Thank you for joining me today on this discussion! Steven here. If you enjoy my content please help support by liking, commenting, and subscribing! I really love sharing my reefing passion and love the encouragement to produce more contents to help inform fellow hobbyists, and to share the pleasure of reef keeping with the community.
Moving on with our “Are _____ Right for your Tank” series, I am taking a break from the tang/surgeonfish group. Instead, we will jump into another popular fish group in the hobby- the butterflyfish.
Please feel free to watch the video if you wish to skip the reading.
Currently the butterflyfish family consists of three main groups divided into 12 genus. At one point the butterflyfish were all considered part of the angelfish family. Overtime scientists separated the two by a very specific feature- the gill spine. Those with the spine remained within the angelfish family, and those without, are migrated into the butterflyfish family.
With the exception of those in the genus genicanthus, almost all angelfishes are labeled as “NOT reef safe” as their varied diet may include many crustaceans, soft or large polyps stony corals, or even sometimes small polyp stony corals. That said, many hobbyists have success keeping angelfish in mixed reef tank with very minimal harm to their corals and inverts.
Butterfly fish on the other hand, are almost all guaranteed to nip at your precious corals and pick on inverts. Except for one- the pyramid butterflyfish.
The pyramid butterfly fish, hemithaurichthys comes in two different color morphs, the species zoster has the black head and tail with a silver mid portion, while the polylepis has the yellow head (some had darker head than others) and tail with silver mid portion. Both are model citizens of the reef top since they are primarily planktivores.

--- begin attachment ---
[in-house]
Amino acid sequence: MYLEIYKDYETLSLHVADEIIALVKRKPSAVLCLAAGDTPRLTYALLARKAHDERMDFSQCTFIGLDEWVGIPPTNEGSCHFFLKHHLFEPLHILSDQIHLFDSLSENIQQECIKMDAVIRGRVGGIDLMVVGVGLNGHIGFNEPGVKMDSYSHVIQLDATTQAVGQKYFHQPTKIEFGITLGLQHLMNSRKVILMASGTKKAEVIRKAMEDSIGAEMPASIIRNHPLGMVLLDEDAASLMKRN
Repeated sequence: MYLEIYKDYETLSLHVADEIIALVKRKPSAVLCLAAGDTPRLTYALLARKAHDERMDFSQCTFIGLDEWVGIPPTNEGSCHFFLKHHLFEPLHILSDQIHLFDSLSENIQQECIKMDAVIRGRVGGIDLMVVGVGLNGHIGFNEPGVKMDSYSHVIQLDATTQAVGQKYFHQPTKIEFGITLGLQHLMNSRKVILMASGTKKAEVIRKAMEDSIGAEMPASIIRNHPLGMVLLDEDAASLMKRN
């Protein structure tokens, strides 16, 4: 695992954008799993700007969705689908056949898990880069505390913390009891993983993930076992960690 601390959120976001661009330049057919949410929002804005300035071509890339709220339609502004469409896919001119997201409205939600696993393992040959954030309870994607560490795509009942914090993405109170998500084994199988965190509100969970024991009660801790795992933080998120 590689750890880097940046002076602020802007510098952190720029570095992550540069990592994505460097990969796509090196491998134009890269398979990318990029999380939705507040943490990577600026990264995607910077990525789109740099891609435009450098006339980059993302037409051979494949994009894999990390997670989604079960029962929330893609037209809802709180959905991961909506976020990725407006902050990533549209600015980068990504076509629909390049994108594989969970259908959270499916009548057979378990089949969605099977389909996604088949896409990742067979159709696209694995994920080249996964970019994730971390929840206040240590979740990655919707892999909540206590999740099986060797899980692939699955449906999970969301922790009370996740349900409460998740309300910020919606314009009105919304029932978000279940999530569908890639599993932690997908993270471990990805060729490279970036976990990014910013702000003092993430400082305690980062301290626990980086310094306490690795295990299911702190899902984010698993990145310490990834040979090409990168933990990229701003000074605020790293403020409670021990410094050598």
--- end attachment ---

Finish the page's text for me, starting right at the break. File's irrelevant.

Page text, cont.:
The yellow pyramid butterflyfish. Depends on mood, physical condition, and geographic origin, some may have darker face than others.
I first fell in love with this fish when I snorkeled in Hawaii. In my opinion, the pyramid butterflyfish is the #3 symbolic Hawaiian reef fish behind the yellow tang and potter’s angelfish. They are slick in body shape, beautifully bright, has great personality and can be kept in groups in aquarium. They are peaceful. Most fishes will ignore them and they will not start wars with others. Easy to feed and maintain. And like I said, reef safe in my personal experience. As you can see in my video, I have two currently living in my sps farm tank.
OK maybe they aren’t 100% reef safe depends on what kind of coral. The truth is, my intention of getting them in the first place was hoping they’d clear up my pulsing xenia in the tank. I have heard legends of pyramid butterflyfish eating pulsing xenia (but won’t touch anything else). Turns out, the ones I have won’t even touch xenia. (If you know of another fish that won’t touch SPS, LPS, but will happily devour xenia, please leave comment and let me know).
One caveat about these fish- I have had multiple pyramid buterflyfish shipments arriving with damaged head/mouth area. And unfortunately once there is damage around their mouth it seems to be a one way ticket to the graveyard with nothing to remedy it. I am not certain if they just don’t ship well, or perhaps some kind of disease (fortunately I quarantine all my fish). But if you have similar experience with your fish on rotten mouth/head from shipment, please leave a comment and share your wisdom.
So are pyramid butterflyfish right for your tank? Personally I would highly recommend them. For as long as you have enough room in your tank. I won’t comment what size I think is enough for them because I don’t want to start wars, but I will urge everyone to use best judgement from the humane stand point of view. And in case you don’t already have a cover for your tank, won’t be a bad idea to get one because they can and will jump when startled (which is easily). Once I simply sat up from my chair and even that movement was enough to make them jump.
I have also heard some fellow reefers raised the issue of internal parasites with these fish. Personally I quarantine my fish so I have not encountered that issue. But if you have had experience dealing with it and believe they are more prone to parasite than others, please leave a comments to share your thoughts.
They eat like pigs and really aren’t picky at all. They are peaceful, for the most part reef safe, and can be kept in groups. If room allows, you should definitely consider getting multiples as multiples of fish in this size aren’t usually common (you can’t do that with most angels or tangs, unless you have a massive tank).
Happy to hear everyone’s opinion and experiences with this gorgeous fish!